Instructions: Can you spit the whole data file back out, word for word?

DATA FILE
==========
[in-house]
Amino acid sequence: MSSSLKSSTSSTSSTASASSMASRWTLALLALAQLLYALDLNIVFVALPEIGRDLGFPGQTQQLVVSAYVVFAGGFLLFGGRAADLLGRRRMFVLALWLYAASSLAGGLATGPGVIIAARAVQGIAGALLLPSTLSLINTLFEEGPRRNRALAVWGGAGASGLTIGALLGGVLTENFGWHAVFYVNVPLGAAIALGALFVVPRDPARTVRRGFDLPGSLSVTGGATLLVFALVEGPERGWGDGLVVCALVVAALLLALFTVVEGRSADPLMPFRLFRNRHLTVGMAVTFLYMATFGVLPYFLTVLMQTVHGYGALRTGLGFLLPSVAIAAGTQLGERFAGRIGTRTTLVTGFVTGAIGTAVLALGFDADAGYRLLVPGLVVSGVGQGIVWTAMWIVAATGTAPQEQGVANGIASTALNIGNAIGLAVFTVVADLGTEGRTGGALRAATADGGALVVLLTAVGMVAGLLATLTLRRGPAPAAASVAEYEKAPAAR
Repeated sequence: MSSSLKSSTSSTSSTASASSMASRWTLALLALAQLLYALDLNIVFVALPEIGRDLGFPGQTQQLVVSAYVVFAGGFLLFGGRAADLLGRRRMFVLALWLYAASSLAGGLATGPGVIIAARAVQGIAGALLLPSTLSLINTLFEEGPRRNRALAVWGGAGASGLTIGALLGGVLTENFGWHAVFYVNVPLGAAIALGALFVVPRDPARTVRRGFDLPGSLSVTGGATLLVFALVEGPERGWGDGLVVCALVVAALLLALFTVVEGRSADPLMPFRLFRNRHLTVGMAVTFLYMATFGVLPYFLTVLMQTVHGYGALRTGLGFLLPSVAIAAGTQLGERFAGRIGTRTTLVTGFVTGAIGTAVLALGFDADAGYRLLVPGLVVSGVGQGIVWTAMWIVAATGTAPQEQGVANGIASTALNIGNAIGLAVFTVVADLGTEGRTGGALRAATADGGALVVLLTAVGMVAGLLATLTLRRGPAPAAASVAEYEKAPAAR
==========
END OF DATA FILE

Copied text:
[in-house]
Amino acid sequence: MSSSLKSSTSSTSSTASASSMASRWTLALLALAQLLYALDLNIVFVALPEIGRDLGFPGQTQQLVVSAYVVFAGGFLLFGGRAADLLGRRRMFVLALWLYAASSLAGGLATGPGVIIAARAVQGIAGALLLPSTLSLINTLFEEGPRRNRALAVWGGAGASGLTIGALLGGVLTENFGWHAVFYVNVPLGAAIALGALFVVPRDPARTVRRGFDLPGSLSVTGGATLLVFALVEGPERGWGDGLVVCALVVAALLLALFTVVEGRSADPLMPFRLFRNRHLTVGMAVTFLYMATFGVLPYFLTVLMQTVHGYGALRTGLGFLLPSVAIAAGTQLGERFAGRIGTRTTLVTGFVTGAIGTAVLALGFDADAGYRLLVPGLVVSGVGQGIVWTAMWIVAATGTAPQEQGVANGIASTALNIGNAIGLAVFTVVADLGTEGRTGGALRAATADGGALVVLLTAVGMVAGLLATLTLRRGPAPAAASVAEYEKAPAAR
Repeated sequence: MSSSLKSSTSSTSSTASASSMASRWTLALLALAQLLYALDLNIVFVALPEIGRDLGFPGQTQQLVVSAYVVFAGGFLLFGGRAADLLGRRRMFVLALWLYAASSLAGGLATGPGVIIAARAVQGIAGALLLPSTLSLINTLFEEGPRRNRALAVWGGAGASGLTIGALLGGVLTENFGWHAVFYVNVPLGAAIALGALFVVPRDPARTVRRGFDLPGSLSVTGGATLLVFALVEGPERGWGDGLVVCALVVAALLLALFTVVEGRSADPLMPFRLFRNRHLTVGMAVTFLYMATFGVLPYFLTVLMQTVHGYGALRTGLGFLLPSVAIAAGTQLGERFAGRIGTRTTLVTGFVTGAIGTAVLALGFDADAGYRLLVPGLVVSGVGQGIVWTAMWIVAATGTAPQEQGVANGIASTALNIGNAIGLAVFTVVADLGTEGRTGGALRAATADGGALVVLLTAVGMVAGLLATLTLRRGPAPAAASVAEYEKAPAAR